Trends in Outpatient Treatment for Depression in Survivors of Stroke in the United States, 2004-2017

Neurology. 2022 May 31;98(22):e2258-e2267. doi: 10.1212/WNL.0000000000200286. Epub 2022 Apr 4.


Background and objectives: Depression is highly prevalent and persistent among survivors of stroke. It is unknown how treatment for depression among survivors of stroke has changed in the evolving context of stroke care and mental health care in the general US population, especially among vulnerable sociodemographic subgroups who bear higher risks for stroke and unfavorable poststroke outcomes and experience disparities in access to and quality of stroke and mental health care. The study examined temporal trends in outpatient treatment for depression among survivors of stroke in the United States between 2004 and 2017.

Methods: The study sample consisted of 10,243 adult survivors of stroke and 264,645 adults without stroke drawn from the Medical Expenditure Panel Survey, a nationally representative survey in the United States. Trends in outpatient treatment for depression and potential unmet needs in the stroke population, including variations across sociodemographic subgroups, were examined and compared with the nonstroke population.

Results: The rate of receipt of outpatient treatment for depression among survivors of stroke was 17.7% in 2004-2005 and 16.0% in 2016-2017 (adjusted odds ratio for period change [aOR] 0.90, 95% CI 0.71-1.15). Older, male, non-Hispanic Black, and Hispanic survivors of stroke were less likely to receive treatment for depression. Approximately two-thirds of survivors of stroke who screened positive for depression received no outpatient treatment during a calendar year. The sociodemographic disparities and treatment gap persisted during the study period, which differed from the nonstroke population. Among survivors of stroke who received any treatment for depression, there was a remarkable increase in use of psychotherapy (aOR 2.26, 95% CI 1.28-4.01), despite its less frequent use compared with pharmacotherapy.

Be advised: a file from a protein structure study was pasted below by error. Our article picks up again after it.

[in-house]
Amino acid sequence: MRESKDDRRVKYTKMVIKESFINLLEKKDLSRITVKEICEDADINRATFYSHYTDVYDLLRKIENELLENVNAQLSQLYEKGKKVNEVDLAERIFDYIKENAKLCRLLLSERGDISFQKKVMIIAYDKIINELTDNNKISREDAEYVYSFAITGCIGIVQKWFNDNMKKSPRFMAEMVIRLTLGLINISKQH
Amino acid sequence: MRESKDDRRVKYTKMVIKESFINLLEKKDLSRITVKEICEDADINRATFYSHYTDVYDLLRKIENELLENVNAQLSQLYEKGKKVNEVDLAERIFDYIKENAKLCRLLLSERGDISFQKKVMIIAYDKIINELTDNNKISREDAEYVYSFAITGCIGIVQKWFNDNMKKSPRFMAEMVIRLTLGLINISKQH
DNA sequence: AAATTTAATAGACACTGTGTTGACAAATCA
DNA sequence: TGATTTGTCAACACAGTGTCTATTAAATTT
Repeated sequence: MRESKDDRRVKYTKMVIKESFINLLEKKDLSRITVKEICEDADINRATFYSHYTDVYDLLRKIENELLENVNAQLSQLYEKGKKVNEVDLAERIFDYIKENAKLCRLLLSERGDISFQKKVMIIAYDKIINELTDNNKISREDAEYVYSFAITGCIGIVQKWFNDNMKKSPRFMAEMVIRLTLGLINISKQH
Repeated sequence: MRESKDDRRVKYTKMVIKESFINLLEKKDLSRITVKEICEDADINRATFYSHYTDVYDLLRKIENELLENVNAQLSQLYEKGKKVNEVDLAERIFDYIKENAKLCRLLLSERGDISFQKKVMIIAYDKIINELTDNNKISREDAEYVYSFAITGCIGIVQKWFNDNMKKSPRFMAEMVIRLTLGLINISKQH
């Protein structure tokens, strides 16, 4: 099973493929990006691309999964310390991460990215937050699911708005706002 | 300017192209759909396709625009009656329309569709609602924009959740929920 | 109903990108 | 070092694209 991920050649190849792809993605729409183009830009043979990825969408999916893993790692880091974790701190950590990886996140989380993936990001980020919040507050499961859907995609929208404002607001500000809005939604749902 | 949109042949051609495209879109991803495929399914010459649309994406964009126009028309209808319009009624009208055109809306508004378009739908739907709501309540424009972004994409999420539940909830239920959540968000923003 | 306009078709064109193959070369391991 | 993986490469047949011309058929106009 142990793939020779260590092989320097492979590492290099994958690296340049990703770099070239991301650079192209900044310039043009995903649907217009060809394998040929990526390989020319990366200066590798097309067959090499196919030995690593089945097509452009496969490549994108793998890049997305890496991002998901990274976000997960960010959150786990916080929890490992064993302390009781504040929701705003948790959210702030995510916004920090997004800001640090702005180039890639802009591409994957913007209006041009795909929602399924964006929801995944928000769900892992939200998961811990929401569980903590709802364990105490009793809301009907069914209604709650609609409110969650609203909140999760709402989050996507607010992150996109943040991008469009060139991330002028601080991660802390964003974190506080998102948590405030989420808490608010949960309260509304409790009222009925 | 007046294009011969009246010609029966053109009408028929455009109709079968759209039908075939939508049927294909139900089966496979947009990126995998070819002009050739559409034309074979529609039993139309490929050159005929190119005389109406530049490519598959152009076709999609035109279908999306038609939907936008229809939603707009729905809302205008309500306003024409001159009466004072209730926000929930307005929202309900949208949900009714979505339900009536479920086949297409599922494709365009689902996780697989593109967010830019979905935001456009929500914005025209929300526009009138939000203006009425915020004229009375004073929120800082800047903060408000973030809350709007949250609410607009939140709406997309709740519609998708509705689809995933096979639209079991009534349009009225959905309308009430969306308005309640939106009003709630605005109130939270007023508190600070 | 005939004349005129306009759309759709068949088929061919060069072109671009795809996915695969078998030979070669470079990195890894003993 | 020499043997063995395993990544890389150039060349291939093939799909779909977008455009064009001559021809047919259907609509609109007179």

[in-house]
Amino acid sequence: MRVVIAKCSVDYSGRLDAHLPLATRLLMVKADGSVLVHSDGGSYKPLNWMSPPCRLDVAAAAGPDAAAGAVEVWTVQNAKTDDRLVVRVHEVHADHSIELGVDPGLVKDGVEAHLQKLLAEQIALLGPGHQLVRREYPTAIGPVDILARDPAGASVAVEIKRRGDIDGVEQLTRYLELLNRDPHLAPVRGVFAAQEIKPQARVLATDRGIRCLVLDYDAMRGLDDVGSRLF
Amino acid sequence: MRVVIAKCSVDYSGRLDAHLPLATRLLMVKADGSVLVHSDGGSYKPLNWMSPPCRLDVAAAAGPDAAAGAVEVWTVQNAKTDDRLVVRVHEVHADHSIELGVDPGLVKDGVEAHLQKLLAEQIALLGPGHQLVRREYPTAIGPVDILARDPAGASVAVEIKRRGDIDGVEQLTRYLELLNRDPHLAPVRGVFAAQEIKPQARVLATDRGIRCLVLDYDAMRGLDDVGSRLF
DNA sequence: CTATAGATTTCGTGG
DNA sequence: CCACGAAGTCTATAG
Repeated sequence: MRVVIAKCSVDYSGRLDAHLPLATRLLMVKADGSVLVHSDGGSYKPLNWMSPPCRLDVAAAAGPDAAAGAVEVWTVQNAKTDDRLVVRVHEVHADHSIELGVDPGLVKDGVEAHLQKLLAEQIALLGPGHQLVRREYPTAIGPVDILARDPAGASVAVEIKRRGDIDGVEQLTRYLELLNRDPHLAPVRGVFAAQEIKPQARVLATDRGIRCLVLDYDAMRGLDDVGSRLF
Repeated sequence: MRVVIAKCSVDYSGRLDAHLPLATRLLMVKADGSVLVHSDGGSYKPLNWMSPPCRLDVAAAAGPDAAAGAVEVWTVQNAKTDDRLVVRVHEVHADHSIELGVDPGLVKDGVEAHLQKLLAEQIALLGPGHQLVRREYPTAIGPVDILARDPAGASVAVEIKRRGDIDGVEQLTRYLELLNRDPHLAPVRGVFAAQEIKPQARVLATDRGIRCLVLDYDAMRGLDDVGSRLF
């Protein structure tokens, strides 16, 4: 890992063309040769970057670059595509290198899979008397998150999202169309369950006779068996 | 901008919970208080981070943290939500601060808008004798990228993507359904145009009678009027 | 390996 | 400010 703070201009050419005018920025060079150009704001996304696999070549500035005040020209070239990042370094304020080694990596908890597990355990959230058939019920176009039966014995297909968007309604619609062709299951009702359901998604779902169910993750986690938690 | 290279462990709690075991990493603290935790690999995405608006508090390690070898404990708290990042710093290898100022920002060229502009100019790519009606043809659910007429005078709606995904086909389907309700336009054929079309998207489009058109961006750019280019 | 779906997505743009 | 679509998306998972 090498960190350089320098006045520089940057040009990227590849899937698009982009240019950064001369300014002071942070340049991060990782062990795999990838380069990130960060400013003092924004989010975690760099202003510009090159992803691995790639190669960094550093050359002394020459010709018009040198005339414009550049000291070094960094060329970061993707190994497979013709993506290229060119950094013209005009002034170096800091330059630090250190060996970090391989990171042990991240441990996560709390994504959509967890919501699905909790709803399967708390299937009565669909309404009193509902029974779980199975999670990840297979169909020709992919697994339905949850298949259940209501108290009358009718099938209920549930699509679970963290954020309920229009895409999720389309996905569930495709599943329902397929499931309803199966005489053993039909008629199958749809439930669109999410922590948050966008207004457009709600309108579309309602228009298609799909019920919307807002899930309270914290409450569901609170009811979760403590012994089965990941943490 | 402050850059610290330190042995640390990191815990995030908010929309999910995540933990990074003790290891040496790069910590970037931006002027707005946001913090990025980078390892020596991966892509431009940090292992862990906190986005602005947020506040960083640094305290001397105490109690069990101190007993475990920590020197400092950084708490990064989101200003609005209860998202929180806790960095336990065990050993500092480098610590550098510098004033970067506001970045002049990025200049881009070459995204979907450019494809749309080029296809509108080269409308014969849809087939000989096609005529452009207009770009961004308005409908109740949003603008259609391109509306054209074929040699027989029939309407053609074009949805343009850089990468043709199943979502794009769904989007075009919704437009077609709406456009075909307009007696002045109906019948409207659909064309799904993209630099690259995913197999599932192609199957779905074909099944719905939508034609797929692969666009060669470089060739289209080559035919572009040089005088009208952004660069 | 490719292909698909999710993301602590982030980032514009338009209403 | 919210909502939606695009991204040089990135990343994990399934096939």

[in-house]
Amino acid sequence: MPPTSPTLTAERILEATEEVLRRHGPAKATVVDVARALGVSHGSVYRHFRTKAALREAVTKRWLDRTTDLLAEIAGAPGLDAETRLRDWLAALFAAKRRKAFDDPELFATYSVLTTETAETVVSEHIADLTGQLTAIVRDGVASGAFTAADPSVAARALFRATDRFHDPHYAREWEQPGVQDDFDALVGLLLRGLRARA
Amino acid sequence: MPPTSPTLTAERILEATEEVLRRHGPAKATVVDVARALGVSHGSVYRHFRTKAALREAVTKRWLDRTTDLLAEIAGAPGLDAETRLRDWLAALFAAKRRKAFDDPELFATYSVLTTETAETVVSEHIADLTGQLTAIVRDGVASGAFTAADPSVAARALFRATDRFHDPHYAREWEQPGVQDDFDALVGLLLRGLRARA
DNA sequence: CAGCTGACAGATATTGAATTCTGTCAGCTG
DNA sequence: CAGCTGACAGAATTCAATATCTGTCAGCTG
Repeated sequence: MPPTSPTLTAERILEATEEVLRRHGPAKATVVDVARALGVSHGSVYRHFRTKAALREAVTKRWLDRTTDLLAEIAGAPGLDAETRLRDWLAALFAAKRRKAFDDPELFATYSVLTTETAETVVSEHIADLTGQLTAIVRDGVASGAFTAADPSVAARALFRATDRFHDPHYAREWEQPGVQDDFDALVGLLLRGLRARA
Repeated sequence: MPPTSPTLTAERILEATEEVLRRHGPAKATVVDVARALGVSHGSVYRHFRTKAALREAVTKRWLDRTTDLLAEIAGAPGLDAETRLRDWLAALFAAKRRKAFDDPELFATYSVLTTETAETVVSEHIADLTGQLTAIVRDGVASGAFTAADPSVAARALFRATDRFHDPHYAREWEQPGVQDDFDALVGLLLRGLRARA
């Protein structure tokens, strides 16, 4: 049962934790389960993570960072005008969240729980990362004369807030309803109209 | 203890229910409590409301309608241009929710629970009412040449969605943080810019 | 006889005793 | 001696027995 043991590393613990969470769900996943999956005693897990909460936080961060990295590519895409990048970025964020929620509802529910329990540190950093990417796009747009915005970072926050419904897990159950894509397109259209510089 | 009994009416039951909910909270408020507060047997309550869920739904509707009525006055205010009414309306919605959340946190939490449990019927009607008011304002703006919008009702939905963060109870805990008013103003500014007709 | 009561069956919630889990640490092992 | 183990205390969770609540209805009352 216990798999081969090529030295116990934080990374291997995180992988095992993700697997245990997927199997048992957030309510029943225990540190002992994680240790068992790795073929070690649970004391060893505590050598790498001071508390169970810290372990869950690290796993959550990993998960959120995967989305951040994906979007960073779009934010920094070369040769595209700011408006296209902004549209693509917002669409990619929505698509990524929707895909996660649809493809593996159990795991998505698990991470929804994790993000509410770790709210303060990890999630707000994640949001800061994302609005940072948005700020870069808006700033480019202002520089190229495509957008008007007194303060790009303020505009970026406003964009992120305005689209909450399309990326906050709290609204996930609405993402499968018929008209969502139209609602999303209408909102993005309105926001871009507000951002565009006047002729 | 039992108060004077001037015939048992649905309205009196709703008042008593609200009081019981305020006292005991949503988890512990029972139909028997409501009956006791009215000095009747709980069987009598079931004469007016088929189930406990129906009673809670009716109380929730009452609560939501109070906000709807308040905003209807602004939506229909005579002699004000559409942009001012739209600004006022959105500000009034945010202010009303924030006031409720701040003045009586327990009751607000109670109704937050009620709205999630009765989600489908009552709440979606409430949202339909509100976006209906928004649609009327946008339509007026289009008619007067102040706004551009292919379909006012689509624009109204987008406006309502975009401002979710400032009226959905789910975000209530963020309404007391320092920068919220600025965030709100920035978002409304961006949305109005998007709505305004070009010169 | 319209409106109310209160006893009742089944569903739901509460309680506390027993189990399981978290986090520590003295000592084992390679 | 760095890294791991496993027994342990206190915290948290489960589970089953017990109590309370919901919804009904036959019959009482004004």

Discussion: Although depression is common after stroke, the majority of survivors of stroke receive no treatment for depression. This gap has remained largely unchanged over past decades, with substantial sociodemographic differences. Efforts are needed to improve depression care for survivors of stroke and reduce disparities.

Publication types

  • Research Support, N.I.H., Extramural

MeSH terms

  • Adult
  • Ambulatory Care
  • Depression* / epidemiology
  • Depression* / psychology
  • Depression* / therapy
  • Humans
  • Male
  • Outpatients
  • Stroke* / complications
  • Stroke* / epidemiology
  • Stroke* / therapy
  • Survivors
  • United States / epidemiology